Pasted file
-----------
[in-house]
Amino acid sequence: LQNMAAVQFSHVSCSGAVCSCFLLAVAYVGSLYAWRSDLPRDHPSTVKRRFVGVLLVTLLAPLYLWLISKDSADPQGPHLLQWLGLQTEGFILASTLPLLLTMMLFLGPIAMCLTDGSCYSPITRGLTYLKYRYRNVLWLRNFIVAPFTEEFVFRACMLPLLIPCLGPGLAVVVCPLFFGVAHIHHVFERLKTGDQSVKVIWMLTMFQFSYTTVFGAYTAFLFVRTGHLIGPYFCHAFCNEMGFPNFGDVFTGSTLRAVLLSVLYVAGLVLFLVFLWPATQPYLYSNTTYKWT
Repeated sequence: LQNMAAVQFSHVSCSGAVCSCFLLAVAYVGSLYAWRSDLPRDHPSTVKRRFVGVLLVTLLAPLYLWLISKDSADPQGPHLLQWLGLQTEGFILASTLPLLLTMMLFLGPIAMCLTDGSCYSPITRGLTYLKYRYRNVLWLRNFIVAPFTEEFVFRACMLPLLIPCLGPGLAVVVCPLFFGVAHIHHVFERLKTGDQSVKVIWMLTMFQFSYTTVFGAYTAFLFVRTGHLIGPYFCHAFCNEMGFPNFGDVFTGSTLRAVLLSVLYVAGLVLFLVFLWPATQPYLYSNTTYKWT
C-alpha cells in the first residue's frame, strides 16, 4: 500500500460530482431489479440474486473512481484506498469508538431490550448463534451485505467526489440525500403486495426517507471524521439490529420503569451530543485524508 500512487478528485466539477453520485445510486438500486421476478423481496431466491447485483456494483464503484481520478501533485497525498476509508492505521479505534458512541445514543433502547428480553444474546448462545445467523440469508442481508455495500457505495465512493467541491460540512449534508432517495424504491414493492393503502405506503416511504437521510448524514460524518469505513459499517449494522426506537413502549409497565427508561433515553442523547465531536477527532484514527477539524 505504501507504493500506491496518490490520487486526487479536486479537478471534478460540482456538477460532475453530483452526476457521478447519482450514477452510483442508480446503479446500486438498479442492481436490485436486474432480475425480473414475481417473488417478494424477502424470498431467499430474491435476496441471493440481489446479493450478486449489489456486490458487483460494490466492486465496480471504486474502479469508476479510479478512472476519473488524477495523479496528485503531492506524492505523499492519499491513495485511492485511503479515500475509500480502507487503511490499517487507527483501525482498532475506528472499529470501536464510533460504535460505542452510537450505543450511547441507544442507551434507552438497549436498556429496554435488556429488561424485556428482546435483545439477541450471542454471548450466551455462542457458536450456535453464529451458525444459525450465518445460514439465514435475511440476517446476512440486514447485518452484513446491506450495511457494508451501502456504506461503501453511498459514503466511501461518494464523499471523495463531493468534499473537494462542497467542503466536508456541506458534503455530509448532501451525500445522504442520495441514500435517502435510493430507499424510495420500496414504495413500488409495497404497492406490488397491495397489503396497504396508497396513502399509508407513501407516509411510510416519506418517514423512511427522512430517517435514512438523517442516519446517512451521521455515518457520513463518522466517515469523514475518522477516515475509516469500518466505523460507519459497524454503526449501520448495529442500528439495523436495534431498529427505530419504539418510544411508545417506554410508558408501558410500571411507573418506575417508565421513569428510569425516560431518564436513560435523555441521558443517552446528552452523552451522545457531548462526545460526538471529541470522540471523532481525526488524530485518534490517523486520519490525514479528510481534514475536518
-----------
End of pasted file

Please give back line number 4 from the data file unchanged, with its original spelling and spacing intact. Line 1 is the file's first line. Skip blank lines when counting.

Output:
C-alpha cells in the first residue's frame, strides 16, 4: 500500500460530482431489479440474486473512481484506498469508538431490550448463534451485505467526489440525500403486495426517507471524521439490529420503569451530543485524508 500512487478528485466539477453520485445510486438500486421476478423481496431466491447485483456494483464503484481520478501533485497525498476509508492505521479505534458512541445514543433502547428480553444474546448462545445467523440469508442481508455495500457505495465512493467541491460540512449534508432517495424504491414493492393503502405506503416511504437521510448524514460524518469505513459499517449494522426506537413502549409497565427508561433515553442523547465531536477527532484514527477539524 505504501507504493500506491496518490490520487486526487479536486479537478471534478460540482456538477460532475453530483452526476457521478447519482450514477452510483442508480446503479446500486438498479442492481436490485436486474432480475425480473414475481417473488417478494424477502424470498431467499430474491435476496441471493440481489446479493450478486449489489456486490458487483460494490466492486465496480471504486474502479469508476479510479478512472476519473488524477495523479496528485503531492506524492505523499492519499491513495485511492485511503479515500475509500480502507487503511490499517487507527483501525482498532475506528472499529470501536464510533460504535460505542452510537450505543450511547441507544442507551434507552438497549436498556429496554435488556429488561424485556428482546435483545439477541450471542454471548450466551455462542457458536450456535453464529451458525444459525450465518445460514439465514435475511440476517446476512440486514447485518452484513446491506450495511457494508451501502456504506461503501453511498459514503466511501461518494464523499471523495463531493468534499473537494462542497467542503466536508456541506458534503455530509448532501451525500445522504442520495441514500435517502435510493430507499424510495420500496414504495413500488409495497404497492406490488397491495397489503396497504396508497396513502399509508407513501407516509411510510416519506418517514423512511427522512430517517435514512438523517442516519446517512451521521455515518457520513463518522466517515469523514475518522477516515475509516469500518466505523460507519459497524454503526449501520448495529442500528439495523436495534431498529427505530419504539418510544411508545417506554410508558408501558410500571411507573418506575417508565421513569428510569425516560431518564436513560435523555441521558443517552446528552452523552451522545457531548462526545460526538471529541470522540471523532481525526488524530485518534490517523486520519490525514479528510481534514475536518